Suncor to ditch solar and wind assets, focus on hydrogen and renewable fuels

Suncor Energy Inc. is divesting its solar and wind assets, turning its focus instead to hydrogen and renewable fuels.

The decision to ditch its renewable power assets spells the end of a two-decade foray into wind and solar for the Calgary-based company, which in 2002 partnered with Enbridge Inc. to build one of the first renewable energy projects in Canada. Since then, Suncor has developed eight wind power projects across Saskatchewan, Alberta and Ontario.

Monday’s announcement is the company’s second major portfolio overhaul plan to be released in recent months.

Earlier this year, it said it was planning to shed its Norway exploration and production assets and sell its Rosebank interest in the UK North Sea. It expects to close on those deals later this year.

Suncor president and chief executive Mark Little said in a statement Monday evening that divesting from wind and solar would bring more “fit and focus” to the company’s asset portfolio.

He added that doing so would drive shareholder returns and help the company meet its emissions reduction targets, including bringing greenhouse gas emissions to net-zero by 2050.

Specifically, it is focusing on efforts that are complementary to its base oil and gas business.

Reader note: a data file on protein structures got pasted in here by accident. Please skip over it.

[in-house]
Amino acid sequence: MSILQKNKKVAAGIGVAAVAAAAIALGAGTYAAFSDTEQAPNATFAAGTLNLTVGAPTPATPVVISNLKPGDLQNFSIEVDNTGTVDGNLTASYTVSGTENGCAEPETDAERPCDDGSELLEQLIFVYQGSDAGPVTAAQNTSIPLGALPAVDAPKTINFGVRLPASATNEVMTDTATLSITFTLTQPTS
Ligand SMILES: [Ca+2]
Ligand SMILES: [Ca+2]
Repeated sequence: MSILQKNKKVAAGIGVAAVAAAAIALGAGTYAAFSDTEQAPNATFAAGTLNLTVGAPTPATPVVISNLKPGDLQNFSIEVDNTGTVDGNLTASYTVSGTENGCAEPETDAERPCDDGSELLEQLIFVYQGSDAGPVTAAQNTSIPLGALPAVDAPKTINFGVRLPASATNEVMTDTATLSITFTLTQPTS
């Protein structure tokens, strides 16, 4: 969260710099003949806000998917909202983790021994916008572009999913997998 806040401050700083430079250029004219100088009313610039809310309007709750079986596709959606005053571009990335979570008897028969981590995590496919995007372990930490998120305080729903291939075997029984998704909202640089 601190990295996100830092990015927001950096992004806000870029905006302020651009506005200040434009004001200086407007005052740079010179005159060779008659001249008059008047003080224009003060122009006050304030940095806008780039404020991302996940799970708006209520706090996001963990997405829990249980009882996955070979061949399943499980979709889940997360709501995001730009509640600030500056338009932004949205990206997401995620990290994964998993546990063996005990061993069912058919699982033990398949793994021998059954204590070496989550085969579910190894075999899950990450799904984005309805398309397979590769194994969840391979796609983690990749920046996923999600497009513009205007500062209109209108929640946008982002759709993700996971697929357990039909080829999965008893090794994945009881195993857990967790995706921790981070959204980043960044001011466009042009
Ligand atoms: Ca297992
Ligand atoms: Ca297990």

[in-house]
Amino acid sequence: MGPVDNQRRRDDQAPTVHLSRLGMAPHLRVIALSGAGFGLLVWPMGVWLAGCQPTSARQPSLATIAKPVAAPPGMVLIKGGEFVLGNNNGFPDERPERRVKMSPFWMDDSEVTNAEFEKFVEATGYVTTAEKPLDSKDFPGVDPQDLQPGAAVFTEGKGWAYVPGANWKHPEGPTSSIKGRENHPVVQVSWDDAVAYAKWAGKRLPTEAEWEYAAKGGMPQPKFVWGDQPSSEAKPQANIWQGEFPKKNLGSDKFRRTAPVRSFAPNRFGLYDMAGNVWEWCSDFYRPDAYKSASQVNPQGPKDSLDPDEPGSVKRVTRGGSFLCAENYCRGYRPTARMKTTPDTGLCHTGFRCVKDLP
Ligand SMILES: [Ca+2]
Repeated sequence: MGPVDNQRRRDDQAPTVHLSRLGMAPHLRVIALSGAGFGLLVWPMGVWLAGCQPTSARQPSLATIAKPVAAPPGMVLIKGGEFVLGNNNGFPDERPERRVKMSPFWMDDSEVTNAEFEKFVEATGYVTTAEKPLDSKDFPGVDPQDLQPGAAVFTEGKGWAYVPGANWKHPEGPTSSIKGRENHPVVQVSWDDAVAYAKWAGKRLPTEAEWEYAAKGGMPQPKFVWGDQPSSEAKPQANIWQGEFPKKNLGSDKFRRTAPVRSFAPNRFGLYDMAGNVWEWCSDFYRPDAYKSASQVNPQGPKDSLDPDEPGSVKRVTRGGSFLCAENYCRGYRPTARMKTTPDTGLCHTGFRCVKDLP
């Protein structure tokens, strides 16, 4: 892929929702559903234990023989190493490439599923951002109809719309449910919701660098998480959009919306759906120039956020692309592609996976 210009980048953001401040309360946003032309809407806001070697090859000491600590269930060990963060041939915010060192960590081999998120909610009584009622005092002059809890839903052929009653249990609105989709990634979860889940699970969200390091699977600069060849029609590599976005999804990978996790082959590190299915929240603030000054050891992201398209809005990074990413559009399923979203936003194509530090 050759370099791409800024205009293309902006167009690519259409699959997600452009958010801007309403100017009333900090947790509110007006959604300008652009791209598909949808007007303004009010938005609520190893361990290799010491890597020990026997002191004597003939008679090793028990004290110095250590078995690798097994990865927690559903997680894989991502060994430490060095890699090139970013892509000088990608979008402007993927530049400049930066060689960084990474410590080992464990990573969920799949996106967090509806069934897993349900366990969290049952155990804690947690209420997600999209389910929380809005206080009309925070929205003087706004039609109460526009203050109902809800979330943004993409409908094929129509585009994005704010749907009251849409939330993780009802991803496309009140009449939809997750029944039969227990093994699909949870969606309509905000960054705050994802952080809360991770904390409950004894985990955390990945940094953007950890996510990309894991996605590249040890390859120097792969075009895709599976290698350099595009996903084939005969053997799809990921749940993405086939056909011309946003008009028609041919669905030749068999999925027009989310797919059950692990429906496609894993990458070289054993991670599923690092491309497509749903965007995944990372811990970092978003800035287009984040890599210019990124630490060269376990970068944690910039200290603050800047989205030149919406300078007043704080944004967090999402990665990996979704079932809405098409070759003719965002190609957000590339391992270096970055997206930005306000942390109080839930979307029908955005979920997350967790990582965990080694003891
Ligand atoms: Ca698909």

That includes replacing boilers at its oil sands Base Plant facility with lower-emission units, accelerating the commercial scale deployment of carbon capture technology, and partnering with energy company ATCO Ltd. to build a new hydrogen project in Alberta.

It is dabbling in renewable fuels, too.

Suncor has invested millions of dollars already in Lanzajet, which has developed a sustainable aviation fuel, and Enerkem Alberta Biofuels, whose Edmonton plant is the first commercial-scale facility in the world to turn non-recyclable, non-compostable mixed municipal solid waste into cellulosic ethanol, a popular biofuel.

Suncor said Monday that despite the sale it will still play in the electricity space, including producing power through co-generation operations that use natural gas to produce industrial steam and electricity, and providing customers with EV charging.

It said it may also procure renewable power through power purchase agreements, in which a company or institution agrees to purchase electricity directly from a green energy generator. Power generated on the site feeds back into the grid, offsetting the amount of electricity consumed by that company.

The arrangements are a growing trend in Canada as more companies try to reduce their carbon footprints.

Suncor told The Globe and Mail in an email Monday night that it plans to sell its interests in the Magrath, Chin Chute and Adelaide wind farms, along with renewable power projects under development such as the Forty Mile Solar installation in Alberta.

The Forty Mile project is an expansion of a wind installation that restarted construction in April 2021. The proposed 220 megawatt solar project, to be located on privately owned land in Alberta, was scheduled to be operational later this year.

Suncor told The Globe that the marketing process for its renewable power assets will begin immediately, followed by a formal sales process.

Suncor’s announcement came the same day as the release of a new report by the UN climate science panel, which said the world must rapidly accelerate its transition away from coal and other fossil fuels to avoid extreme climate change.

With a report from Reuters

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